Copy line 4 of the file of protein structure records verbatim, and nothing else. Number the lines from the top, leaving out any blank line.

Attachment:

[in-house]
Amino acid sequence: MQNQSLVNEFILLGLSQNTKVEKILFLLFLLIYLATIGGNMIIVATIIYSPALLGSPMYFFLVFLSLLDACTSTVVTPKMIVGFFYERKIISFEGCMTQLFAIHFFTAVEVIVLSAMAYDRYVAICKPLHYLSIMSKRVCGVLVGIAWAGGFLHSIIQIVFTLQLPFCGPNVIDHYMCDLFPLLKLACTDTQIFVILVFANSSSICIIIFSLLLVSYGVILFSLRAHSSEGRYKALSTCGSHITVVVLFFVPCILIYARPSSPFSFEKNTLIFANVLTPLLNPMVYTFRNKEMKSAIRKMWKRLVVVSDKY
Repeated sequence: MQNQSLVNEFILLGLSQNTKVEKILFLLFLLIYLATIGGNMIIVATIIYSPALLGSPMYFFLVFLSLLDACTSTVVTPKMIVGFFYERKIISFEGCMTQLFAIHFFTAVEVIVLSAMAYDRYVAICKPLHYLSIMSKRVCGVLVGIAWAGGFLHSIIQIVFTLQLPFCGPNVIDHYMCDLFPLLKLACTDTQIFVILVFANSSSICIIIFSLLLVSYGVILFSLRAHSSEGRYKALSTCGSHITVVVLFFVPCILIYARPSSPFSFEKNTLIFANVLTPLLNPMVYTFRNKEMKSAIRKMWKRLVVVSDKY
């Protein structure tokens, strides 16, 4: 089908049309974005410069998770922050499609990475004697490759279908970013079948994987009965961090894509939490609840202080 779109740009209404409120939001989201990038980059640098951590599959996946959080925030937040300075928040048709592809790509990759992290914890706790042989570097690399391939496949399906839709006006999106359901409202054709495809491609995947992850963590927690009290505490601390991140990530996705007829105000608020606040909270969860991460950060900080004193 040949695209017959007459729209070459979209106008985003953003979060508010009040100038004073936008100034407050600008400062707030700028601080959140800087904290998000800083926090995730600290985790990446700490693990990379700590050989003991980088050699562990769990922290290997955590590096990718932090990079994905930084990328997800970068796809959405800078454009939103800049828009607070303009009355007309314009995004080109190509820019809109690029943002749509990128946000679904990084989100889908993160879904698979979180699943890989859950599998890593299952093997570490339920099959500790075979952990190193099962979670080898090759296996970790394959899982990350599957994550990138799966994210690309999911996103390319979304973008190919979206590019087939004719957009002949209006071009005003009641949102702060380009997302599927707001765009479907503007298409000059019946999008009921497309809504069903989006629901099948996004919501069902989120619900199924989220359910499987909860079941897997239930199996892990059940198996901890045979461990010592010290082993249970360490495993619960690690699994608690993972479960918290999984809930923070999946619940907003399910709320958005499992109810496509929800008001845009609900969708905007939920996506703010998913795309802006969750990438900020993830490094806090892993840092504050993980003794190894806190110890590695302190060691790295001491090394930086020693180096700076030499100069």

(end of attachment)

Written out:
């Protein structure tokens, strides 16, 4: 089908049309974005410069998770922050499609990475004697490759279908970013079948994987009965961090894509939490609840202080 779109740009209404409120939001989201990038980059640098951590599959996946959080925030937040300075928040048709592809790509990759992290914890706790042989570097690399391939496949399906839709006006999106359901409202054709495809491609995947992850963590927690009290505490601390991140990530996705007829105000608020606040909270969860991460950060900080004193 040949695209017959007459729209070459979209106008985003953003979060508010009040100038004073936008100034407050600008400062707030700028601080959140800087904290998000800083926090995730600290985790990446700490693990990379700590050989003991980088050699562990769990922290290997955590590096990718932090990079994905930084990328997800970068796809959405800078454009939103800049828009607070303009009355007309314009995004080109190509820019809109690029943002749509990128946000679904990084989100889908993160879904698979979180699943890989859950599998890593299952093997570490339920099959500790075979952990190193099962979670080898090759296996970790394959899982990350599957994550990138799966994210690309999911996103390319979304973008190919979206590019087939004719957009002949209006071009005003009641949102702060380009997302599927707001765009479907503007298409000059019946999008009921497309809504069903989006629901099948996004919501069902989120619900199924989220359910499987909860079941897997239930199996892990059940198996901890045979461990010592010290082993249970360490495993619960690690699994608690993972479960918290999984809930923070999946619940907003399910709320958005499992109810496509929800008001845009609900969708905007939920996506703010998913795309802006969750990438900020993830490094806090892993840092504050993980003794190894806190110890590695302190060691790295001491090394930086020693180096700076030499100069």